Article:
2020 is shaping up to be nothing short of a complete and total meltdown for the U.S. auto industry.
The industry was already barely holding on by a thread before the coronavirus pandemic started, with China leading the rest of the globe's auto industries into recession over the last 18 months. Now, in a post-coronavirus world, automakers in the U.S. are expecting nothing less than full collapse.
And the things that were barely holding the industry up to start 2020, namely low rates and modest consumer confidence, don't matter. Businesses are closed, would-be buyers are strapped for cash and the country's economy has simply been turned off. The industry's annualized selling rate could slow to 11.9 million in March, according to Edmunds.
Jessica Caldwell, executive director of insights for market researcher Edmunds, told Bloomberg: “The whole world is turned upside down right now.”
The coronavirus lockdowns across the nation will also put a damper on April, which is traditionally a good month for auto sales. Ford is all but shutting down and names like Fiat and GM are expected to release extremely weak numbers later this week.
Morgan Stanley analyst Adam Jonas put it simply: “There are basically no U.S. auto sales right now. Investors have fully embraced the reality that the U.S. auto industry may be shut down for one or two full months. We’re now being asked to run scenarios of six-month or nine-month shutdowns.”
The President's extension of his social distancing guidelines to the end of April will also act as a headwind for the industry. Factory shutdowns that started in March will now head toward their second month of no production, as the U.S. consumer, for the most part, remains stuck at home.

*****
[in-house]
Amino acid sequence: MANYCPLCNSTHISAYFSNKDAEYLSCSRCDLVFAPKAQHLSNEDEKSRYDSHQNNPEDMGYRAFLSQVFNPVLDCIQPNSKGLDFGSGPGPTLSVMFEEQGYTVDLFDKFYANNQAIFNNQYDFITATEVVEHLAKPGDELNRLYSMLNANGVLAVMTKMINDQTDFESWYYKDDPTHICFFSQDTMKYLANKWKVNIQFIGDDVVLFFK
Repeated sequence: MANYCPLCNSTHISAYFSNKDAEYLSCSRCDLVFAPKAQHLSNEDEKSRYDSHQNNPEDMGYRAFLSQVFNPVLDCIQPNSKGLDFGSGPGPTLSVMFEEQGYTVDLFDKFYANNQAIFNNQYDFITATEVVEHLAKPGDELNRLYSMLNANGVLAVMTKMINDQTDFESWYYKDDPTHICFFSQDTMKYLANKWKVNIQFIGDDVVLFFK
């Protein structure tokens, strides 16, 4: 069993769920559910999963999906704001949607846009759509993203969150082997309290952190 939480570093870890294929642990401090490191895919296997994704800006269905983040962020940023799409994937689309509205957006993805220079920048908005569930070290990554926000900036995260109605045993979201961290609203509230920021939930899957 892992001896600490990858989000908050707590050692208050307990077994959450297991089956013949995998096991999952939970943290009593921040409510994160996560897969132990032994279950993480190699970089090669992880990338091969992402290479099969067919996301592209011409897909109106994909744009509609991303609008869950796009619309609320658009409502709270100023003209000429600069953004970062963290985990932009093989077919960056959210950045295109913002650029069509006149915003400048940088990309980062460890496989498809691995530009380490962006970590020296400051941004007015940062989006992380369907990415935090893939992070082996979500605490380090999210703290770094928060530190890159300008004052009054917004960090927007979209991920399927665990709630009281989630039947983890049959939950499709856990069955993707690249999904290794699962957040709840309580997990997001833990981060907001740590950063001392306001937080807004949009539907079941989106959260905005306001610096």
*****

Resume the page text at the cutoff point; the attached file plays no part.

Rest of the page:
Jeff Schuster, senior vice president of forecasting for research LMC Automotive commented: “We just don’t know when and how this ends, and that’s the biggest problem right now. All of this uncertainty creates a lot of angst and that has been spreading really like a wildfire through the industry.”
He predicts that the industry's annualized selling rate will continue to plummet to between 9 million and 10 million vehicles. Those numbers are well below the 10.4 million autos sold in 2009, the year GM and Chrysler both filed for bankruptcy. J.P. Morgan has an even more pessimistic view, with estimates of a pace of 6 million to 7 million vehicles over the next month.
More data is on its way on Wednesday, when most automakers will report quarterly data. The results are expected to be grim, despite many people expecting the declines.
Richard Curtain, University of Michigan economist and director of surveys said: “Mitigating the negative impacts on health and finances may curb rising pessimism, but it will not produce optimism. Rebuilding confidence first requires a clear and unmistakable turning point in the fight against the virus as well as continued financial support to avoid a deeper and extended recession.”
We highlighted the collapse of the industry in China in February, where industry wide, sales fell 79% in February, marking the biggest ever monthly plunge on record.